Friday, September 12, 2014

Themistocles' SWOT

The battle of Thermopylae (the tale of the three hundred) and the clash between the Greeks and the mighty army of Xerxes has echoed throughout history as a lesson in the force multiplier effect of landscape. Themistocles devised a strategy where the narrow pass of Thermopylae would be used to hold back the Persians whilst the Athenian navy would block the straits of Artemisium.

The tale is a lesson on why understanding the environment (situational awareness) and exploiting it is critical in combat and why maps of the environment are powerful military tools.

Alas, it turns out that this tale is wrong. Recently discovered archaeological evidence has shown that rather than using awareness of the environment, Themistocles had no situational awareness at all. Instead, the troops were roused not through cunning strategy but the use of a SWOT (strengths, weakness, opportunity and threat) diagram which was presented to the troops in 28 pt Arial on parchment. The original Greek document has now been translated and is provided below.

Themistocles' SWOT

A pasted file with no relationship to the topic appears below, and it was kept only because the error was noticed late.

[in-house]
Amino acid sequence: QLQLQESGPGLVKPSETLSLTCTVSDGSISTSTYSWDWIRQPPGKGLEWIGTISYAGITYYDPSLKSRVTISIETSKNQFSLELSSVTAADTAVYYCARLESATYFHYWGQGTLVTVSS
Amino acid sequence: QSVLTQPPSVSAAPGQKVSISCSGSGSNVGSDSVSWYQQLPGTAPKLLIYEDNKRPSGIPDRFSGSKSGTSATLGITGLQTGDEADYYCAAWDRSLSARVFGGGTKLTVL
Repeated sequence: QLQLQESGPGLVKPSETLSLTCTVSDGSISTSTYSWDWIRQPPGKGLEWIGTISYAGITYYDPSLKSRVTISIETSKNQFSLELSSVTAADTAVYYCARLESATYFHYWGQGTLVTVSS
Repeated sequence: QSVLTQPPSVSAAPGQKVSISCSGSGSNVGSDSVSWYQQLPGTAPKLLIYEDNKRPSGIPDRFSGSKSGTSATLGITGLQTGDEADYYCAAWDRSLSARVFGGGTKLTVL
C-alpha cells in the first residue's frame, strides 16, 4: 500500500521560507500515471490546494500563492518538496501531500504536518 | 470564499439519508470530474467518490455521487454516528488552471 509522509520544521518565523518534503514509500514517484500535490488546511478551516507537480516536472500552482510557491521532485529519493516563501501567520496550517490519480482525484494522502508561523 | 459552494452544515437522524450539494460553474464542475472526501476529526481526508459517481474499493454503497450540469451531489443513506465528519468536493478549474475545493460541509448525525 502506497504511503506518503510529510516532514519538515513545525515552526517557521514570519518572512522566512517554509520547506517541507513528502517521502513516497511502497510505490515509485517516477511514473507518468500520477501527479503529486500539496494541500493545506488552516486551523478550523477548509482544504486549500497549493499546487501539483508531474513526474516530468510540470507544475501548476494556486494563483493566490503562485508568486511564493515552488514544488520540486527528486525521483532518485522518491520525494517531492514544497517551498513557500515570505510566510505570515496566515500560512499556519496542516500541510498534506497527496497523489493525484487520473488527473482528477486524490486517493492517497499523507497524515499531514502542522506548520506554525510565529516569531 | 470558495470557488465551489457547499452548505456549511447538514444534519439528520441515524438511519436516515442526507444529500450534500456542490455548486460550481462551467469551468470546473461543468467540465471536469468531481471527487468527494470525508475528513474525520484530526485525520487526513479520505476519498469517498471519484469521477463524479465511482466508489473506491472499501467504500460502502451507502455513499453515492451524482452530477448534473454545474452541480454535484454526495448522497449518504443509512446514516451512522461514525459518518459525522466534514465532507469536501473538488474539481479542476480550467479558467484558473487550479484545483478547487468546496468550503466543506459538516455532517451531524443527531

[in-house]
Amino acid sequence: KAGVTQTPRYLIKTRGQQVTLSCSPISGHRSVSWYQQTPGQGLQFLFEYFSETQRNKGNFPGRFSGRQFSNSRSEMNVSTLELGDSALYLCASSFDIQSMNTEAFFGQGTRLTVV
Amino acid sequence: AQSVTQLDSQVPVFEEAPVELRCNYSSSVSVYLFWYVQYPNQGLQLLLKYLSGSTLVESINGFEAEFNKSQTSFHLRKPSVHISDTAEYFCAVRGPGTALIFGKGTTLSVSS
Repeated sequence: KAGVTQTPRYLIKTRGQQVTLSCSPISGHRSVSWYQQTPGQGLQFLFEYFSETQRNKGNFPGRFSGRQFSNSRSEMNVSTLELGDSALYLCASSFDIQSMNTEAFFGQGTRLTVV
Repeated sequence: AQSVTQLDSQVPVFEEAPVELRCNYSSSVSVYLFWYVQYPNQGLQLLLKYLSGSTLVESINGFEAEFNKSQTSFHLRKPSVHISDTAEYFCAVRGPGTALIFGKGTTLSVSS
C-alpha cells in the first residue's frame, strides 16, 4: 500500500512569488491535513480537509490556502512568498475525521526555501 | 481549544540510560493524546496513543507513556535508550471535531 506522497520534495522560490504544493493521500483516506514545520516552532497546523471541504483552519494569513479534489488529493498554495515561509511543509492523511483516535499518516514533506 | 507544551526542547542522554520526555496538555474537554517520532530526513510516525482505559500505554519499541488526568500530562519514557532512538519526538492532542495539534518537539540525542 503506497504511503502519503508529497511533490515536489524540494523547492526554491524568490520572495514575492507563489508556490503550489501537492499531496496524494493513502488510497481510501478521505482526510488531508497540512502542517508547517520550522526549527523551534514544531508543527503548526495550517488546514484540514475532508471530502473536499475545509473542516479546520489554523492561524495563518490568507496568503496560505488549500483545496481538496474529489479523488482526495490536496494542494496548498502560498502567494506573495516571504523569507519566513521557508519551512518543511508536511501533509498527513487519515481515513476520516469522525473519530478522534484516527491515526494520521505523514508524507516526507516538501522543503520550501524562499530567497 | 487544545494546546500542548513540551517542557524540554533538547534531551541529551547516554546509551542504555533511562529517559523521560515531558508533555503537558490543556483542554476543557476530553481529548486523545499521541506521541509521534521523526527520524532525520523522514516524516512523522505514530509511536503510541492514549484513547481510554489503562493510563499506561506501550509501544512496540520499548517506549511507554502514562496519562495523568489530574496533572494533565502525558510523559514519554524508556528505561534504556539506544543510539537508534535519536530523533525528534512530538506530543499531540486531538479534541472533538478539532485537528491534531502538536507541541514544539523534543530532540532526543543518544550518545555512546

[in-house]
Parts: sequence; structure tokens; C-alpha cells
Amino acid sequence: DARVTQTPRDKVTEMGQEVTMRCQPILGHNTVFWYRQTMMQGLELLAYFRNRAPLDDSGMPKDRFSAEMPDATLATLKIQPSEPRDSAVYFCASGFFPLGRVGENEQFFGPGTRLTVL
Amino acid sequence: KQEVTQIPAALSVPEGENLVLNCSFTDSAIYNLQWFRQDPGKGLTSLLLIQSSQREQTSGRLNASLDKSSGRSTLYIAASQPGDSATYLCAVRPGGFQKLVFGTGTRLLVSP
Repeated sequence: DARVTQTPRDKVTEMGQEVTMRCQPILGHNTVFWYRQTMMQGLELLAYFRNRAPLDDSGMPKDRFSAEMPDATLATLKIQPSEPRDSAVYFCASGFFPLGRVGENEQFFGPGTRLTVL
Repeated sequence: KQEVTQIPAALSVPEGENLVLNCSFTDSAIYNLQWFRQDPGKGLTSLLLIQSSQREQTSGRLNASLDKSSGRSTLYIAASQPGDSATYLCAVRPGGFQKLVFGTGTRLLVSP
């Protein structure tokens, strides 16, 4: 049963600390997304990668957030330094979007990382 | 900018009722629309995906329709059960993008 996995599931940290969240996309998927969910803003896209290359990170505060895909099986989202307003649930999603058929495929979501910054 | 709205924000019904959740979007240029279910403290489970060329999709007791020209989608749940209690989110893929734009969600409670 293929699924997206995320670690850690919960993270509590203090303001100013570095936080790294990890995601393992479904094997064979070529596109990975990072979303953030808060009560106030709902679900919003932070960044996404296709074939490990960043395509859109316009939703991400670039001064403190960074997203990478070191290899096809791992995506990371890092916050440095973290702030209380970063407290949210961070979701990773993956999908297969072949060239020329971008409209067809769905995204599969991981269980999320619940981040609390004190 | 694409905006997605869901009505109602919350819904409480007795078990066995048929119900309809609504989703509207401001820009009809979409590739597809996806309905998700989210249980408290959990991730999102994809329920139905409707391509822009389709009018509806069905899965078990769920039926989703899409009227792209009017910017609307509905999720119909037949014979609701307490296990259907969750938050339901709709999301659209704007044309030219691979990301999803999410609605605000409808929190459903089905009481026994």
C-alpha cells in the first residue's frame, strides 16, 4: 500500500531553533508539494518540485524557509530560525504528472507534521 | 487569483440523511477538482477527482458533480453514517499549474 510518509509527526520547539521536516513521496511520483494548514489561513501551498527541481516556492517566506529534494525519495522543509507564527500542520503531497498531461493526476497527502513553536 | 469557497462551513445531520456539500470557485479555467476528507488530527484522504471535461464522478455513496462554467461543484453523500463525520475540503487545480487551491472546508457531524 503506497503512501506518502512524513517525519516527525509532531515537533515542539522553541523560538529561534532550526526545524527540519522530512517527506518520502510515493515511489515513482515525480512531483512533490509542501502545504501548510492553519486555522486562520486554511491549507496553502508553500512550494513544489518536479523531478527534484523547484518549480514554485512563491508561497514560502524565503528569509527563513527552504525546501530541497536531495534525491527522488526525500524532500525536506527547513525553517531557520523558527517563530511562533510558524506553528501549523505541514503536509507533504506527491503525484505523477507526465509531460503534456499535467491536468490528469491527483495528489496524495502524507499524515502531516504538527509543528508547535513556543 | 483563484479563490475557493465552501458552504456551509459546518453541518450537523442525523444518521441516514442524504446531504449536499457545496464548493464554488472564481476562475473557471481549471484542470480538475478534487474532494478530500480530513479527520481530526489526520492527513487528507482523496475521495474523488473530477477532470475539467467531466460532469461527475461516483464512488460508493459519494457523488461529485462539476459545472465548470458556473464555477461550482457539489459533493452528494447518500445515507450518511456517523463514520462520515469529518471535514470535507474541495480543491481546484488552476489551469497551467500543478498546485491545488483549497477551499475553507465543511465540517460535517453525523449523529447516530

Please note, the next time someone turns up with a strategy document which has no map of the landscape but instead either a business model canvas or SWOT diagram masquerading as strategy - I will laugh mercilessly at you until you go away.

Both Business Model Canvas and SWOT diagrams are perfectly useful communication artefacts of the process of scenario planning but they are post event. Without a map, even an imperfect map then you have no strategy. Well, certainly not anything I'm going to take seriously.

Oh, and btw ... I ran strategy for Canonical in cloud between 2008 and 2010. I mapped the environment and with others we learned where to attack, knew where to not get in the way of others, used what was there to our advantage and exploited the inertia of competitors. With a small team and paltry resources (tiny fractions of our competitors) then in two years we took Ubuntu from a bit part of the operating system market to around 70% of all public cloud. Mapping helped me enormously to explain to others and to determine where to attack. Fighting Red Hat was like stealing candy from a child ... I felt guilty over how ridiculously easy it was to walk in and help myself.

Now, maps are imperfect and I'm no Thermistocles or miracle worker but if someone like me can waltz into a market and take it over through the use of a map then I have to say the strategic play in the world of business is pretty poor. In fact, I already know it is.
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